One of the many attributes to Cronise’s songwriting was his love for Norse mythology and even showing his influence from the likes of George R. R. Martin and H.P. Lovecraft. However, as of ‘High Country’ onward, Cronise has pushed the boundaries on his lyrical proficiency and has approached a “different territory” to keep his progression flowing smoothly.

“The lyric writing has changed a lot over the years. There’s kind of a difference going from writing comic books to writing novels or something, you know? Not that I could do either, but it’s just that sort of level. Lyrics are something I’ve always taken very seriously and worked very hard on. With a lot of the lyrics that were on the first couple of albums, with that sort of thing, I thought at some point, I couldn’t really continue to write more lyrics like that in that style, because it would just start to become a character of itself. It would start getting interchangeable and you’d forget which one was talking about a raven and which one was talking about a crow. It was just kind of a natural evolution to kind of steer away from that stuff, eventually and into a symbolic or different territory. I’d also like to point out that the Norse mythology thing was really only the first record on songs like Freya. There’s a couple of references to Odin in a couple of songs on the first few records. But, the last three albums have all had songs referencing Egyptian gods, which nobody ever points out,” he laughs.

Even though Cronise has been regarded as a highly gifted musician and lyricist, he’s had his moments of writer’s block that have felt nearly inescapable. It just so happens that 2017 was responsible for his experiences with writer’s block. It’s not just based on what has transpired in his everyday life, but also what has happened around the world and in his surroundings. However, he managed to overcome it and keep the positive vibe in his vocal storytelling ringing as always.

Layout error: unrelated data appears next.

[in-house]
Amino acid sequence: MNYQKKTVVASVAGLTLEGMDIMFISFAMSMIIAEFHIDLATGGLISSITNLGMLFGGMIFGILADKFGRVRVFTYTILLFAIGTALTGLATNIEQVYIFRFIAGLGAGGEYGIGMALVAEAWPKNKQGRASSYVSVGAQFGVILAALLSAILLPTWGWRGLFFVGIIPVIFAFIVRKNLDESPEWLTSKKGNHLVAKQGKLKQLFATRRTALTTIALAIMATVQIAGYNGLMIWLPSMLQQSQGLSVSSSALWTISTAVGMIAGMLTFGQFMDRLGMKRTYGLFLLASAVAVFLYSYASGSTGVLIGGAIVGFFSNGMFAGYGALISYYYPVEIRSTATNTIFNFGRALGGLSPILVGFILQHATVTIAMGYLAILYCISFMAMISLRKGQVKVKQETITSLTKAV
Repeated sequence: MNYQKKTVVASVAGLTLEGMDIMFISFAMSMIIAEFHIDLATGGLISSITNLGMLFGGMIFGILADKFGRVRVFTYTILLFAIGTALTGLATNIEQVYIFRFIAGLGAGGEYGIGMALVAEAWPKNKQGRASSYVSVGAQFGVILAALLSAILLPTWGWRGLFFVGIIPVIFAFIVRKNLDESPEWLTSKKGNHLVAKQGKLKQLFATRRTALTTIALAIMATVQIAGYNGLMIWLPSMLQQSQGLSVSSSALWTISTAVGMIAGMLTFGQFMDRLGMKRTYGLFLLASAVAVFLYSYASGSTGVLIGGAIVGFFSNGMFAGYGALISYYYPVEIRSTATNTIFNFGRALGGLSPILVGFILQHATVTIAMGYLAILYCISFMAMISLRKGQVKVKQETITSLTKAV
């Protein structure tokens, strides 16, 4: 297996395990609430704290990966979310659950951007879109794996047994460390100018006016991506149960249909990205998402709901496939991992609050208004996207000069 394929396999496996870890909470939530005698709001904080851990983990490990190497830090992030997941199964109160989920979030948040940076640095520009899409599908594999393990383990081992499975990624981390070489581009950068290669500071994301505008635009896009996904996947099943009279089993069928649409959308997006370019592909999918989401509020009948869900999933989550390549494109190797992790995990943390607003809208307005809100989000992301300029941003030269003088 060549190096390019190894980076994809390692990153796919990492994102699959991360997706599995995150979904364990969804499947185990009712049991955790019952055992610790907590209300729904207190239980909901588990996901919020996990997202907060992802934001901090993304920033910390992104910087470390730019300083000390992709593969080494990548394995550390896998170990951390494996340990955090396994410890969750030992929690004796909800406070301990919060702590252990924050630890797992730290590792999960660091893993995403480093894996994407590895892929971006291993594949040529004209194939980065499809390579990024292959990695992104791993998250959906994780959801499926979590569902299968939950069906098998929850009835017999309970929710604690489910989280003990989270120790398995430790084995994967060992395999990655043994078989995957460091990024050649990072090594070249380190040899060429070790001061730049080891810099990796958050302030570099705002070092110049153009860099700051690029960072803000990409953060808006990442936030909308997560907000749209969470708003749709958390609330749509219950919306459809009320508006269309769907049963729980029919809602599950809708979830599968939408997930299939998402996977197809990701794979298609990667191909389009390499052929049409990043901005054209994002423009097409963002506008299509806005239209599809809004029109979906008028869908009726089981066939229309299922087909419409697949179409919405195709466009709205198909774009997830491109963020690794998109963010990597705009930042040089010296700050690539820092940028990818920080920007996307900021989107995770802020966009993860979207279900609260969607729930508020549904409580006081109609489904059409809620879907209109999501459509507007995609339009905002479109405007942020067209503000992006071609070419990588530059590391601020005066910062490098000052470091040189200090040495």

“I would say this past year of 2017 was a situation prime for writer’s block for me. I don’t like to be political or make references to real world events or anything like that in my lyrics. It’s really hard not to think of things like that, especially living in the United States. Things just got real weird and it was hard to be inspired in any kind of positive way. I didn’t wanna write a bunch of really negative lyrics and complain about how shitty things were, even though I had that feeling. That’s not something I wanna bring through in the music. I wanna find something a little bit more inspiring or interesting to think about than how much I hate the President. Weird times in the air and the country definitely have an effect on the mood of any kind of art you make. It’s hard to escape it.”

Despite the fact that such pessimism has been drifting around the world, Cronise hasn’t been too aware of what bands these days have been talking about in this post-Trump world. However, when he looks at the artists of today, he hasn’t seen them do any greater than older bands such as The Beatles or Jefferson Airplane managed to do back in the day, in terms of the political and social themes that became a reccurrence in their sound.

“I haven’t noticed it too much, at least not with the stuff I listen to. But, I don’t listen to a whole lot of current stuff. There’s a bit of it in hip-hop and rap, but those are the guys that should be addressing it, you know? I’ve heard stories and read articles that were asking why bands and musicians don’t write more socially and politically active lyrics. Back in the sixties, whenever there was evil, musicians were leading the charge and they’re not really doing that now. I think it’s just because everything that’s going on is still so weird, gross and repellent, that nobody wants to touch it, they just want it to go away. Nobody wants to stick their hand in it and get any of it on them. They just want it go away and not know about it. It’s really odd.”